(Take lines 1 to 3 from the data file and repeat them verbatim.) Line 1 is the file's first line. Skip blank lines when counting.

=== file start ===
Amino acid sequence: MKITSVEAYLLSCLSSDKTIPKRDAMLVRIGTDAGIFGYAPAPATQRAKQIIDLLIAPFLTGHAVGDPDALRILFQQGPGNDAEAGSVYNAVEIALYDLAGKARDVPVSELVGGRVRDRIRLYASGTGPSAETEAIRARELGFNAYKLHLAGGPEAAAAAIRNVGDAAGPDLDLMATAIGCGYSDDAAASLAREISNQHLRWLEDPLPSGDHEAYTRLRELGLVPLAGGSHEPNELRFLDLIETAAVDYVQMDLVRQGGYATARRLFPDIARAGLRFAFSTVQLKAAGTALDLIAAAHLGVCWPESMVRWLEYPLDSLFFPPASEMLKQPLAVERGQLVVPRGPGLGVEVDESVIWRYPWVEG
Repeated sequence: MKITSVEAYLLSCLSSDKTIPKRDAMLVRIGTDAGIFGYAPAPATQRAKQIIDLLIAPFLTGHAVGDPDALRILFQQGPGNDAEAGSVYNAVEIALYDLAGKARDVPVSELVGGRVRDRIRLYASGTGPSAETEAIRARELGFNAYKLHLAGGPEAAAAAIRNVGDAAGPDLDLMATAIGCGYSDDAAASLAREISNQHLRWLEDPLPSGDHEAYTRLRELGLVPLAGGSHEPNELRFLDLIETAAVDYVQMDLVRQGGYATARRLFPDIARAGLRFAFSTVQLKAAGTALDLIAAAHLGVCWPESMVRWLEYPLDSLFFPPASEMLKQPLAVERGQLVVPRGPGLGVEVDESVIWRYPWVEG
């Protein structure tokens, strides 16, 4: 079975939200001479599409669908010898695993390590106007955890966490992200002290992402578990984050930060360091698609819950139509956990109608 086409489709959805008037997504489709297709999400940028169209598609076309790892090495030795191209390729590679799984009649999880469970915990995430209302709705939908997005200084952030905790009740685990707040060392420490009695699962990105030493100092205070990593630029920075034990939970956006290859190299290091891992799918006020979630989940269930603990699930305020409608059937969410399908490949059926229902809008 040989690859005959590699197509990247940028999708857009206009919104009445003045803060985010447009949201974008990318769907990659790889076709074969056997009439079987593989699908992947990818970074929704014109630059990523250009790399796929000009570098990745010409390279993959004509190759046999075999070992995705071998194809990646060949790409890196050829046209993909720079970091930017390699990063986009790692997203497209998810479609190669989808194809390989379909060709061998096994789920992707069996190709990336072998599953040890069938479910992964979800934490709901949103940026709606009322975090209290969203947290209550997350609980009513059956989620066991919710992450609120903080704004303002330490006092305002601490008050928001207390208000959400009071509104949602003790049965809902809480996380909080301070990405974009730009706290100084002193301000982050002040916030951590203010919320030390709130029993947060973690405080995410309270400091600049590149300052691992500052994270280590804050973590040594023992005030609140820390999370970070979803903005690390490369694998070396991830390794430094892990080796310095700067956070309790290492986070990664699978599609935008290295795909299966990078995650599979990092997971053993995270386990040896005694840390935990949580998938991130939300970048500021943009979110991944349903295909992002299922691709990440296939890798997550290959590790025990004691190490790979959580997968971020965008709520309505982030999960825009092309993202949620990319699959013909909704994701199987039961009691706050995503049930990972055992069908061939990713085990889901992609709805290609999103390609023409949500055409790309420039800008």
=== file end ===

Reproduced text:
Amino acid sequence: MKITSVEAYLLSCLSSDKTIPKRDAMLVRIGTDAGIFGYAPAPATQRAKQIIDLLIAPFLTGHAVGDPDALRILFQQGPGNDAEAGSVYNAVEIALYDLAGKARDVPVSELVGGRVRDRIRLYASGTGPSAETEAIRARELGFNAYKLHLAGGPEAAAAAIRNVGDAAGPDLDLMATAIGCGYSDDAAASLAREISNQHLRWLEDPLPSGDHEAYTRLRELGLVPLAGGSHEPNELRFLDLIETAAVDYVQMDLVRQGGYATARRLFPDIARAGLRFAFSTVQLKAAGTALDLIAAAHLGVCWPESMVRWLEYPLDSLFFPPASEMLKQPLAVERGQLVVPRGPGLGVEVDESVIWRYPWVEG
Repeated sequence: MKITSVEAYLLSCLSSDKTIPKRDAMLVRIGTDAGIFGYAPAPATQRAKQIIDLLIAPFLTGHAVGDPDALRILFQQGPGNDAEAGSVYNAVEIALYDLAGKARDVPVSELVGGRVRDRIRLYASGTGPSAETEAIRARELGFNAYKLHLAGGPEAAAAAIRNVGDAAGPDLDLMATAIGCGYSDDAAASLAREISNQHLRWLEDPLPSGDHEAYTRLRELGLVPLAGGSHEPNELRFLDLIETAAVDYVQMDLVRQGGYATARRLFPDIARAGLRFAFSTVQLKAAGTALDLIAAAHLGVCWPESMVRWLEYPLDSLFFPPASEMLKQPLAVERGQLVVPRGPGLGVEVDESVIWRYPWVEG
């Protein structure tokens, strides 16, 4: 079975939200001479599409669908010898695993390590106007955890966490992200002290992402578990984050930060360091698609819950139509956990109608 086409489709959805008037997504489709297709999400940028169209598609076309790892090495030795191209390729590679799984009649999880469970915990995430209302709705939908997005200084952030905790009740685990707040060392420490009695699962990105030493100092205070990593630029920075034990939970956006290859190299290091891992799918006020979630989940269930603990699930305020409608059937969410399908490949059926229902809008 040989690859005959590699197509990247940028999708857009206009919104009445003045803060985010447009949201974008990318769907990659790889076709074969056997009439079987593989699908992947990818970074929704014109630059990523250009790399796929000009570098990745010409390279993959004509190759046999075999070992995705071998194809990646060949790409890196050829046209993909720079970091930017390699990063986009790692997203497209998810479609190669989808194809390989379909060709061998096994789920992707069996190709990336072998599953040890069938479910992964979800934490709901949103940026709606009322975090209290969203947290209550997350609980009513059956989620066991919710992450609120903080704004303002330490006092305002601490008050928001207390208000959400009071509104949602003790049965809902809480996380909080301070990405974009730009706290100084002193301000982050002040916030951590203010919320030390709130029993947060973690405080995410309270400091600049590149300052691992500052994270280590804050973590040594023992005030609140820390999370970070979803903005690390490369694998070396991830390794430094892990080796310095700067956070309790290492986070990664699978599609935008290295795909299966990078995650599979990092997971053993995270386990040896005694840390935990949580998938991130939300970048500021943009979110991944349903295909992002299922691709990440296939890798997550290959590790025990004691190490790979959580997968971020965008709520309505982030999960825009092309993202949620990319699959013909909704994701199987039961009691706050995503049930990972055992069908061939990713085990889901992609709805290609999103390609023409949500055409790309420039800008």